### Student Video -Aviation Safety Metrics (Bati)

```Firdu Bati
Video Presentation on
Aviation Safety
Introduction
• Aviation safety is very important to the viability of
the industry in general
• Frequent Fatal accidents can have high negative
effect in the perception of the flying public and
damages the industry’s reputation
• Fortunately, aviation accidents are very rare, and
only a fraction of those accidents result in
fatalities
• The likelihood of being killed in aviation accident
is extremely small, in the order of millionth
Death Risk
• An objective measure of aviation safety is the death risk of
flying
• How likely it is a passenger wouldn't survive any randomly
chosen flight
• To determine the death risk, we rely on statistics of various
kind.
• We need to be careful about the type of statistics to
consider for death risk analysis
• Static of “fatal accidents per hours flown” may not be a
good measure.
- The variable “fatal accident” may represent an accident
with a single fatality or entire passengers of the flight with
the same weight.
- Similarly, “hours flown” ignores some important facts such
as most accidents happen in certain phase of flights
regardless of number of hours flown
Death Risk
• “Hull loss” statistic is more useful to aircraft manufactures
than assessing death risk
- An accident with heavy damage to the aircraft might
involve no deaths at all
• “Passengers killed” to “passengers carried” statistic is a
good measure of proportions, but still don’t truly measure
death risk
- The risk is not proportional by the number of passenger in
a given accident, i.e. accident with higher number of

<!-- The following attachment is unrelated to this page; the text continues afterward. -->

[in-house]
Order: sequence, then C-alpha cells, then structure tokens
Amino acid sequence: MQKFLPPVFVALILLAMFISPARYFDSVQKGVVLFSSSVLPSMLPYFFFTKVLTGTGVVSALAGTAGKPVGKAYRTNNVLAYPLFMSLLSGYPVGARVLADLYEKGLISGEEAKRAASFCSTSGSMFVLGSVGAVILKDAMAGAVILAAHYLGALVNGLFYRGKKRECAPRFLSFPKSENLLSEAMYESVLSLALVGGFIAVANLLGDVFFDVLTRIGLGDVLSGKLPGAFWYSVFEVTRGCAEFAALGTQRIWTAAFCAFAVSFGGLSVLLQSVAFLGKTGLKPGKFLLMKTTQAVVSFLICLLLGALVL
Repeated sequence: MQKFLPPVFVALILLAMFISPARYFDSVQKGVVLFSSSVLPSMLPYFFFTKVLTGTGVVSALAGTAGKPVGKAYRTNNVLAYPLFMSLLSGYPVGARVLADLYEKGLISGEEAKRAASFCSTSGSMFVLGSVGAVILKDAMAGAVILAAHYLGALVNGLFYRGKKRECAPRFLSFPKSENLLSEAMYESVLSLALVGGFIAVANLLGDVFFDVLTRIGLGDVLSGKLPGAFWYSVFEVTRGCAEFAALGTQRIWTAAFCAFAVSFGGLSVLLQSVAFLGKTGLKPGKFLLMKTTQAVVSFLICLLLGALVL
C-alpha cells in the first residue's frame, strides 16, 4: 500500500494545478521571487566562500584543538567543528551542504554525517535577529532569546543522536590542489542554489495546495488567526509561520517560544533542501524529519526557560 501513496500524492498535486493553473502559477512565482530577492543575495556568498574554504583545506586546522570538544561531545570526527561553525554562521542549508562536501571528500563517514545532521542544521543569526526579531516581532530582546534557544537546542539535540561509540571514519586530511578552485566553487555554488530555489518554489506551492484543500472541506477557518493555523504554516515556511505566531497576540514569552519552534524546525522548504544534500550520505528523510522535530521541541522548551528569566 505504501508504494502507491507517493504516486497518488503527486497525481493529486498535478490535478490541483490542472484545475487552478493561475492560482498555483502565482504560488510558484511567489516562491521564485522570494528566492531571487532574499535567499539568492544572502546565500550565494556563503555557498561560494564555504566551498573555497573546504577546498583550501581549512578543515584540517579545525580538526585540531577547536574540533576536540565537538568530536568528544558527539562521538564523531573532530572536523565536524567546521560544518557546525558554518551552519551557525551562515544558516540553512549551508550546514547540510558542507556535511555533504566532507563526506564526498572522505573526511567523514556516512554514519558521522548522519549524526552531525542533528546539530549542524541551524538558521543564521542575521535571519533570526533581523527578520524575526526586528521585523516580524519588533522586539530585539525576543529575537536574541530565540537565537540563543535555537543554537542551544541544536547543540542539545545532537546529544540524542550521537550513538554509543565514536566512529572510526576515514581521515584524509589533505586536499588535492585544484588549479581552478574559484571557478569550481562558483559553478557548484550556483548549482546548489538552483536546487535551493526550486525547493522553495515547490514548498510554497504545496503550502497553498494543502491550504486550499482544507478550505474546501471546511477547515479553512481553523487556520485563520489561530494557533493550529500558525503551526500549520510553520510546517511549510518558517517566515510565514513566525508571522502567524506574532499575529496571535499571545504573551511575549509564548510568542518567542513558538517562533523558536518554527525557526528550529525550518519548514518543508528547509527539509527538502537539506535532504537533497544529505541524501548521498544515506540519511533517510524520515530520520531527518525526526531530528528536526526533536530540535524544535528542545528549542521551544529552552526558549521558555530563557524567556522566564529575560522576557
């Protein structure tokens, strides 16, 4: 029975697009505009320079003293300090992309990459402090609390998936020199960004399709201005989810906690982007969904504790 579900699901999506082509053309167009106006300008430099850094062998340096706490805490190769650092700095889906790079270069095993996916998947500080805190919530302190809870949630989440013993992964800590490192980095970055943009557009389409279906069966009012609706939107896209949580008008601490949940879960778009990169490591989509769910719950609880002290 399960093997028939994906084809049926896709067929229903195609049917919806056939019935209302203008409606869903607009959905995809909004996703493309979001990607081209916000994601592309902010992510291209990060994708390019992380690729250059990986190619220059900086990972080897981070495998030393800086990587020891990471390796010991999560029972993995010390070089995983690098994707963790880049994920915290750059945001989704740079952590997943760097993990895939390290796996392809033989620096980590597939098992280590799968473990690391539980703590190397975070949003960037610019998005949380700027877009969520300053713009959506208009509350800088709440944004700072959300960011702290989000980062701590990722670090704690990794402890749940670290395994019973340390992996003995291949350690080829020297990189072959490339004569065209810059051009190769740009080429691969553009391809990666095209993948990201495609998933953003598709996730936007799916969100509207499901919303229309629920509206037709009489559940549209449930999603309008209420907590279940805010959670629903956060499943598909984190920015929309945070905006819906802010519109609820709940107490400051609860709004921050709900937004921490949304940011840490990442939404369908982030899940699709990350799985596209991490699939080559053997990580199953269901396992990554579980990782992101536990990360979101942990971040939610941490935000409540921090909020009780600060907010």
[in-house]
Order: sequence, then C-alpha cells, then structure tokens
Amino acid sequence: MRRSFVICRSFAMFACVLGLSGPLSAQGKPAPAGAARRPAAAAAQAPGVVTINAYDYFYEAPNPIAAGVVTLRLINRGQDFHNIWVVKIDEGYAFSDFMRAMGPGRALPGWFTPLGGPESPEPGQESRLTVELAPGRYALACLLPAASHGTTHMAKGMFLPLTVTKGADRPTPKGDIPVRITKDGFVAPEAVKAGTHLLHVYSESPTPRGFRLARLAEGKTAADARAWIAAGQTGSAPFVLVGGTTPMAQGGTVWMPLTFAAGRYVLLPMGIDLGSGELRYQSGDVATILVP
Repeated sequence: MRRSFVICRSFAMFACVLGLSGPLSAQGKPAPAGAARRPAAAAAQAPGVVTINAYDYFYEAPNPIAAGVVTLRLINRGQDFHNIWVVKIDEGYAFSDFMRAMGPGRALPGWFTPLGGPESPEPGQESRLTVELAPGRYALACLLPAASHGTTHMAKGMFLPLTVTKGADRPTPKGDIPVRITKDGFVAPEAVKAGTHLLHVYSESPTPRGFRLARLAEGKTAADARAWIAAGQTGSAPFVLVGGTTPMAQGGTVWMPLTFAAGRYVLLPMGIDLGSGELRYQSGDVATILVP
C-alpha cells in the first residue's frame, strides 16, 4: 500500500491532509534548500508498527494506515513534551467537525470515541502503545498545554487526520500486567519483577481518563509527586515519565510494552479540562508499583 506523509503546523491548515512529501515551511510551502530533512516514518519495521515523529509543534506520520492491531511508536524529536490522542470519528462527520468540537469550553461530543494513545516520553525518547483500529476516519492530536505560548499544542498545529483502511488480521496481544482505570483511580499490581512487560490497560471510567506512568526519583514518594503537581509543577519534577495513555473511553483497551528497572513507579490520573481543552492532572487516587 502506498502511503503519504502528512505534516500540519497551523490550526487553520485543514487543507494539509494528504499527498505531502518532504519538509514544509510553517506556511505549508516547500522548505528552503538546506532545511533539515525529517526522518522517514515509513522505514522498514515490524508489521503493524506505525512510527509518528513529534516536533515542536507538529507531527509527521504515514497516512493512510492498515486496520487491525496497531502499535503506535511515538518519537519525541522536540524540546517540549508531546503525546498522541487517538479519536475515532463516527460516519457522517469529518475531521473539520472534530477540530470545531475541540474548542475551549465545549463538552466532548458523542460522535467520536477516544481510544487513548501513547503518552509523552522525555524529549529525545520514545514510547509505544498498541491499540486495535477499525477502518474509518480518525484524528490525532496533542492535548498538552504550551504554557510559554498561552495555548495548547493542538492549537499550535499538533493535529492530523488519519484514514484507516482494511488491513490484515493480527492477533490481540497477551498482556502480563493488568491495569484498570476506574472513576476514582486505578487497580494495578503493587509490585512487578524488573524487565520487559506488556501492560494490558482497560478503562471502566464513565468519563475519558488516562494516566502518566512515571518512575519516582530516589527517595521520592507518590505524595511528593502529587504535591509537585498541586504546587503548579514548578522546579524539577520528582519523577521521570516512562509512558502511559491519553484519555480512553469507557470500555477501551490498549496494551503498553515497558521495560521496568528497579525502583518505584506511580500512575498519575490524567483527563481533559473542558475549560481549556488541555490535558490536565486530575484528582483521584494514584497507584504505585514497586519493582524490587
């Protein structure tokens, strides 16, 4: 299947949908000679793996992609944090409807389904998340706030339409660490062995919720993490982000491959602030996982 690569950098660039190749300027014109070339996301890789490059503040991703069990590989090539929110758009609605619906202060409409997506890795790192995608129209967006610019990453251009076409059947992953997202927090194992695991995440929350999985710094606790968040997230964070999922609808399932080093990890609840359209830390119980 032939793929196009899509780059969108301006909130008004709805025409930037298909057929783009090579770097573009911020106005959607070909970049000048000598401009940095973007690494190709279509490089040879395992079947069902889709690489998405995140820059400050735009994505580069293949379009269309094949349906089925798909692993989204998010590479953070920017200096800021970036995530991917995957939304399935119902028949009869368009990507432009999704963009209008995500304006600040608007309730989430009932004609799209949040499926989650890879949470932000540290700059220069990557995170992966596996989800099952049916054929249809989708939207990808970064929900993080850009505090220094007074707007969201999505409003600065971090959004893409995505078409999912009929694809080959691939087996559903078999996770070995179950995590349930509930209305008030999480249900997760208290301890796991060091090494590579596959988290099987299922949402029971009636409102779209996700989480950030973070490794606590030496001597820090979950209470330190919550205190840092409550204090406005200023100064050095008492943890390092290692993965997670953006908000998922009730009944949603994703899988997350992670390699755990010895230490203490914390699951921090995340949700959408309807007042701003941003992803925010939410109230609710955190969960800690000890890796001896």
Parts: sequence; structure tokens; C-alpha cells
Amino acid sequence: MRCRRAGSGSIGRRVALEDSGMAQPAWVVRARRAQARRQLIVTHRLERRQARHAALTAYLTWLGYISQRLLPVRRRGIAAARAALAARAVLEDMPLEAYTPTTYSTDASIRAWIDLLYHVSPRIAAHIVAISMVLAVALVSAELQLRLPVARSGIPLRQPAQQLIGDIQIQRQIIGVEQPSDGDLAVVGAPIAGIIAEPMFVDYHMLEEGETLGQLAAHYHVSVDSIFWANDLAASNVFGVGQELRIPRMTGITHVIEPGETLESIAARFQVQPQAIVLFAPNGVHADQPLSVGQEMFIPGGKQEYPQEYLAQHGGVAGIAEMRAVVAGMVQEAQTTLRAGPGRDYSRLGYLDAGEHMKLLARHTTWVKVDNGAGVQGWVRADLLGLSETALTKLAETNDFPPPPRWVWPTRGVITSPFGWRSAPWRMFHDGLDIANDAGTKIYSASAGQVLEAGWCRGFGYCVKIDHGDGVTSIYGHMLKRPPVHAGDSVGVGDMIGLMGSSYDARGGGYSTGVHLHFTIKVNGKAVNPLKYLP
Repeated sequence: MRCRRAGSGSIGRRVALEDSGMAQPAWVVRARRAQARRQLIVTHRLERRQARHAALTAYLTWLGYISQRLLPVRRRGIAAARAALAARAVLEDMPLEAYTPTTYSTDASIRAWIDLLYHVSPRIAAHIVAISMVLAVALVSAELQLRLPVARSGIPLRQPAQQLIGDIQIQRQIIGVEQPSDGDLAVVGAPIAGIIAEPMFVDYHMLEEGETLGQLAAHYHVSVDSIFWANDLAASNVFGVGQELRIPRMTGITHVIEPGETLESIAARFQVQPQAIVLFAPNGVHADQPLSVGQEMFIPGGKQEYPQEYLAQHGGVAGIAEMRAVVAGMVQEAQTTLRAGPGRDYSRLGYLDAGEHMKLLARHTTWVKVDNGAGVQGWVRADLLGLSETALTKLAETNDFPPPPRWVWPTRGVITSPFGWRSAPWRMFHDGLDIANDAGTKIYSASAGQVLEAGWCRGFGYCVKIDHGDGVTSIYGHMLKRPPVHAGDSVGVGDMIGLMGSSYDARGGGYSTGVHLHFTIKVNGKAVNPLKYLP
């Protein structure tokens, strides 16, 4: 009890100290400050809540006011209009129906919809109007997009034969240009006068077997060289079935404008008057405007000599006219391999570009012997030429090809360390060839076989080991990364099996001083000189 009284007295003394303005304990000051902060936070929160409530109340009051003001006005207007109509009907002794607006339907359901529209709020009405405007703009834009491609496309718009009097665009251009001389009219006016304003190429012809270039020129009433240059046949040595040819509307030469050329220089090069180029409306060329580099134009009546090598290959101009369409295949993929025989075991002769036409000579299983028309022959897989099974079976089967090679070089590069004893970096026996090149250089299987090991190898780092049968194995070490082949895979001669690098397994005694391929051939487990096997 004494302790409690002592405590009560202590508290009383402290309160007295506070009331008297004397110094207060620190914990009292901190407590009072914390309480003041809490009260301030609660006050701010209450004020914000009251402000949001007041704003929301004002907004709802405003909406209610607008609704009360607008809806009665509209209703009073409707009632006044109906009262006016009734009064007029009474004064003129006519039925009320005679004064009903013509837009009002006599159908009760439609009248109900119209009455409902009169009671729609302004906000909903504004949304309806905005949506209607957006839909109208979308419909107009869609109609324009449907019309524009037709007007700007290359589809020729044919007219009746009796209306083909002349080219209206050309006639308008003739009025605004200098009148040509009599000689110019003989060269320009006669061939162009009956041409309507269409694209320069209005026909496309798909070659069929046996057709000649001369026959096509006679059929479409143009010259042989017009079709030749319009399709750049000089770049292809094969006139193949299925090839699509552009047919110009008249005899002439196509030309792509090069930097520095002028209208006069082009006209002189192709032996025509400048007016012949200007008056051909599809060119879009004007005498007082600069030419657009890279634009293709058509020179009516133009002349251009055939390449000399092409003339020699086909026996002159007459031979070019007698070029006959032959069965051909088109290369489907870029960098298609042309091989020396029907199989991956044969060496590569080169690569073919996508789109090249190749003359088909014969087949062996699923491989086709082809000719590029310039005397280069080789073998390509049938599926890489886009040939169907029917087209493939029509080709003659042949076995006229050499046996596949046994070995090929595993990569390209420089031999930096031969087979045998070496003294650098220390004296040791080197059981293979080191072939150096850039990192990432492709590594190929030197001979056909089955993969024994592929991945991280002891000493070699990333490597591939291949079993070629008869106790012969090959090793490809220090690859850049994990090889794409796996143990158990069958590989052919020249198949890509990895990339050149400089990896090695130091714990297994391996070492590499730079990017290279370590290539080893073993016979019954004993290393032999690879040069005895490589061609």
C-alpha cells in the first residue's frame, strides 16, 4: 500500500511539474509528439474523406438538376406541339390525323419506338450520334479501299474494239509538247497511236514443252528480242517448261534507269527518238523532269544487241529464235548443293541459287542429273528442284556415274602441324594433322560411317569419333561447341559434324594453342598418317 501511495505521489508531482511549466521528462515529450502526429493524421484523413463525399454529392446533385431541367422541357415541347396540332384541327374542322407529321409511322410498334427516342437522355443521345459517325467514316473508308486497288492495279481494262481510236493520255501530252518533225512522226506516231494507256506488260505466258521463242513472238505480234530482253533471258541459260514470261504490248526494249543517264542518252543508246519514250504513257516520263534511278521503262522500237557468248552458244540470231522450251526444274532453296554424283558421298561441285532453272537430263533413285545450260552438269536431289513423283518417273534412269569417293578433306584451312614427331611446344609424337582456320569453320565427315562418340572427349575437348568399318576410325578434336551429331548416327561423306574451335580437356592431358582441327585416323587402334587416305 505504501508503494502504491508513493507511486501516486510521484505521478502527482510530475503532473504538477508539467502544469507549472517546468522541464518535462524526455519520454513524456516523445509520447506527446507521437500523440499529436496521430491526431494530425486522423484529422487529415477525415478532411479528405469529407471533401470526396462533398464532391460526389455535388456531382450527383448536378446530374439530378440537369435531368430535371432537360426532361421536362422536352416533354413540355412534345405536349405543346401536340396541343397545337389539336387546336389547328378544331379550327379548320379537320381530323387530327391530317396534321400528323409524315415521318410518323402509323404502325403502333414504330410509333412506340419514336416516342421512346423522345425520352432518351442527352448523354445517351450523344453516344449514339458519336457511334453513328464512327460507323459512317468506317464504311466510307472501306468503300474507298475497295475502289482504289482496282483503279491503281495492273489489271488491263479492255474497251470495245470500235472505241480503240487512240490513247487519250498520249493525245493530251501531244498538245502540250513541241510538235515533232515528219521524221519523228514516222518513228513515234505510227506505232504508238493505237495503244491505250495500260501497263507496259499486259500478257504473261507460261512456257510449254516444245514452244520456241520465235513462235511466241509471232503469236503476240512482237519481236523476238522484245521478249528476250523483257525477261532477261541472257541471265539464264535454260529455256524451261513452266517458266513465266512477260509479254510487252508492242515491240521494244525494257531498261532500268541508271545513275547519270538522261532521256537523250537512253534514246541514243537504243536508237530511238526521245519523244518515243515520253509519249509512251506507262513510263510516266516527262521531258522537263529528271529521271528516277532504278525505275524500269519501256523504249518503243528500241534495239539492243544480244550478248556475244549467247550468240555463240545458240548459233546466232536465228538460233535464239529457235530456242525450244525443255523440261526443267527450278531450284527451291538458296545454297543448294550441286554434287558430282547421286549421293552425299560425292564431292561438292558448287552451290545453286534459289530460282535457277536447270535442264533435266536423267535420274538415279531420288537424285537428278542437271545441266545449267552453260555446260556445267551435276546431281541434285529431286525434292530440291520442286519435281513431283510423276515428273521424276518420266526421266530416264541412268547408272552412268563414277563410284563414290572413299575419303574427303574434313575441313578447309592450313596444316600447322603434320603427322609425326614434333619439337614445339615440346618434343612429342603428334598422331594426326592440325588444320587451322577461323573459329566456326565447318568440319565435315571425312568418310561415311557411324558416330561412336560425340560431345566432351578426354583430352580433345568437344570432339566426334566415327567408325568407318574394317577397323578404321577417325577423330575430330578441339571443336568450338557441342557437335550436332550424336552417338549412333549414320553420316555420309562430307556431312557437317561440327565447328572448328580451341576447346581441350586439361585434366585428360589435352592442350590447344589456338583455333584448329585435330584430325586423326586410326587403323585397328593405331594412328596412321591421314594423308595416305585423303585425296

fatalities is not proportionally riskier than with small
number of fatalities
• In general, it is better to avoid directly involving the
number of deaths in the numerator of death risk statistics
Death Risk Using Q-statistic
• The Q-statistic answers the probability of death given
a random flight of N flights with xi fraction of fatalities
- Let there be N flights to choose from
- A flight i is picked with 1/N probability
- xi is the fraction of deaths in flight i
- The conditional probability of death in flight i is xi /N
- Full Loss Equivalent-FLE is the sum of the fraction, ∑xi
- Overall probability, which is the death rate over all N
flights is given by:
Q = ∑i=1-N xi /N = FLE/N
• Q-statistic allows to treat accidents with
higher survival rate differently than with lower
survival rate
• It doesn’t give different weights to Distance
flown and duration of flight
• The conditional probability calculation
involved in Q-statistic is very easy
• Q-statistic calculated using recent data can be
used to estimate death of on other flights
Calculated Q-values
• Using data of scheduled passenger jet flights
in First World countries
– In year 1990 to 1999, 70 million flights performed
with only 10 of them involved in fatal accidents
– Average fraction of the 10 flights is 56%
– Q= 10*0.56/70,000,000 = .00000008 which
equates to approximately 1 fatality in 13 million
flights, a very, very small fraction
– With such a small rate, a person can fly everyday
for 36,000 years before killed in a flight accident
Calculated Q-values
• Recent statistics show even impressive results
- From 2000 to 2008, there were only 2 accidents,
one in Kentucky in 2006 with 100% fatality and
another one in Madrid in 2008 with 90% fatality
of 80,000,000 flights total